Listeria is a bacterium that causes a serious infection called listeriosis. Around 300 deaths are caused by Listeria infection each year, according to estimates from a 2011 CDC report.
Listeria bacteria are most commonly found in raw foods. Vegetables can be contaminated by soil and water carrying bacteria. Listeria is also found in raw animal products, such as meat and cheese.
Babies can be born with Listeria if the mother eats contaminated food during pregnancy. The death rate among newborns with Listeria is 25 to 50 percent.
Who is most likely to get seriously ill from Listeria bacteria?
Healthy adults and children hardly ever become seriously ill from Listeria. However, people at increased risk of illness from Listeria bacteria include:
- Pregnant women – Pregnant women are 20 times more likely to get listeriosis than the average healthy adult
- People with weak immune systems
- People with cancer, diabetes, or kidney disease
- People with AIDS – People with AIDS are 300 times more likely to get sick from Listeria than people with normal immune systems
- People who take gluticocorticosteroids such as cortisone
- Elderly people
Symptoms of Listeria
Listeria symptoms appear anywhere between 3 and 70 days after infection, but usually around 21 days later. Typical symptoms include:
- Muscle aches
- Nausea or diarrhea (less common)
If infection spreads to the central nervous system, symptoms can include:
- Stiff neck
- Loss of balance
Symptoms for those with Weakened Immune Systems
If a patient has a weak immune system, Listeria bacteria can invade the central nervous system and cause meningitis or a brain infection.
Symptoms for Pregnant Women and Newborns
Infected pregnant woman experience mild, flu-like symptoms. However, infection during pregnancy can lead to miscarriage, infection of the newborn, or stillbirth. Symptoms usually appear in newborns in the first week of life, but can also occur later on. A newborn’s Listeria symptoms are often subtle, and include irritability, fever, and poor feeding.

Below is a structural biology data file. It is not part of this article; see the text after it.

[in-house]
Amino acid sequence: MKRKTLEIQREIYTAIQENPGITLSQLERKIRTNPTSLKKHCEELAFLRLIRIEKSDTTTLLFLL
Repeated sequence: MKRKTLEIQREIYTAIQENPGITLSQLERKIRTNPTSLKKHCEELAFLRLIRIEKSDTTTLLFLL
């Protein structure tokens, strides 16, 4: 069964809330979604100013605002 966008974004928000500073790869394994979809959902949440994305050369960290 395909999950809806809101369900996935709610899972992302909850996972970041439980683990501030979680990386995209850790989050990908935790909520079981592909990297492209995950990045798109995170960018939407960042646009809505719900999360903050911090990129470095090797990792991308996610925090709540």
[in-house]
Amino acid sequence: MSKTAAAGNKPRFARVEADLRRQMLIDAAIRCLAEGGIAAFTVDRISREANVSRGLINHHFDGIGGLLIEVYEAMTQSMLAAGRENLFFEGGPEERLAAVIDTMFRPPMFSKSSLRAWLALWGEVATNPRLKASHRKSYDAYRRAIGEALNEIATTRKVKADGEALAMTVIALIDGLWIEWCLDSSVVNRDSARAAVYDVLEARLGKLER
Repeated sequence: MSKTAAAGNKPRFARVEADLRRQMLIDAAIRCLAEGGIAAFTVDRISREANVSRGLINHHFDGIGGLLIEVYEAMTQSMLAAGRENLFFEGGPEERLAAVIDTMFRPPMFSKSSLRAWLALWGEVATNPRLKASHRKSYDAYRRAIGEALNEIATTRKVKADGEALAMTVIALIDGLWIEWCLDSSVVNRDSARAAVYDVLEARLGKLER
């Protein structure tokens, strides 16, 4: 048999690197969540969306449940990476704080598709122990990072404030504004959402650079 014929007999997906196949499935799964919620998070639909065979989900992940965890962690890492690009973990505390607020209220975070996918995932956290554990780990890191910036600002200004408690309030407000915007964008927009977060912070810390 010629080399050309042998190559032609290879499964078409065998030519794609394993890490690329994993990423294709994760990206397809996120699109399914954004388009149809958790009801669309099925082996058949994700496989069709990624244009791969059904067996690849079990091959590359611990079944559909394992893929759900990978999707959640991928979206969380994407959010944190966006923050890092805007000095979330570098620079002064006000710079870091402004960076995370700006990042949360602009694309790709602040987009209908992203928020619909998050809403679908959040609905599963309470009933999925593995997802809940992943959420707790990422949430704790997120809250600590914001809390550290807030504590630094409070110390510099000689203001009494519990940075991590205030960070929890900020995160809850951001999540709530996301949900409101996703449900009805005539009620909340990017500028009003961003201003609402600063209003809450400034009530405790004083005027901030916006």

Diagnosis of Listeria
Doctors can determine whether patients have listeriosis by taking a blood or spinal fluid sample.
Treatment of Listeria
Patients who present with symptoms of listeriosis can be treated with antibiotics.
If a pregnant woman takes antibiotics promptly after contracting Listeria, she can usually prevent the spread of the Listeria bacteria to her child. Babies who have listeriosis usually take the same antibiotics as adults.
How to Prevent Listeria
People with Normal Immune Systems
- Thoroughly cook raw food from animal sources, such as beef, pork, or poultry
- Wash raw vegetables before eating them
- Keep uncooked meats separate from vegetables and cooked foods
- Avoid products made with unpasteurized milk
- Wash hands and cooking utensils after handling uncooked foods
- Consume perishable and read-to-eat foods as soon as possible
People at High Risk (Pregnant women and people with weak immune systems)
- Do not eat hot dogs or lunch meats unless they are heated to a temperature sufficient to kill Listeria bacteria
- Avoid getting liquid from hot dog packages on other food
- Wash hands after handling hot dogs and lunch and deli meats
- Do not eat soft cheeses (e.g. feta, Brie, Camembert, blue cheese, and queso blanco) unless the label clearly states that they are pasteurized
- Do not eat refrigerated pâté or meat spread, only canned or shelf-stable ones
- Do not eat refrigerated smoked seafood, sometimes labeled as “nova-style,” “lox,” “kippered,” or “jerky.” Canned or shelf-stable smoked seafood is ok
Additional Resources for Listeria
About-Listeria.com is a comprehensive site with in-depth information about Listeria bacteria and listeriosis.
Listeria Blog provides up-to-date news related to Listeria outbreaks, research, and more.
Mayo Clinic. (2010). Listeria infection. Available at http://www.mayoclinic.com/health/listeria-infection/DS00963.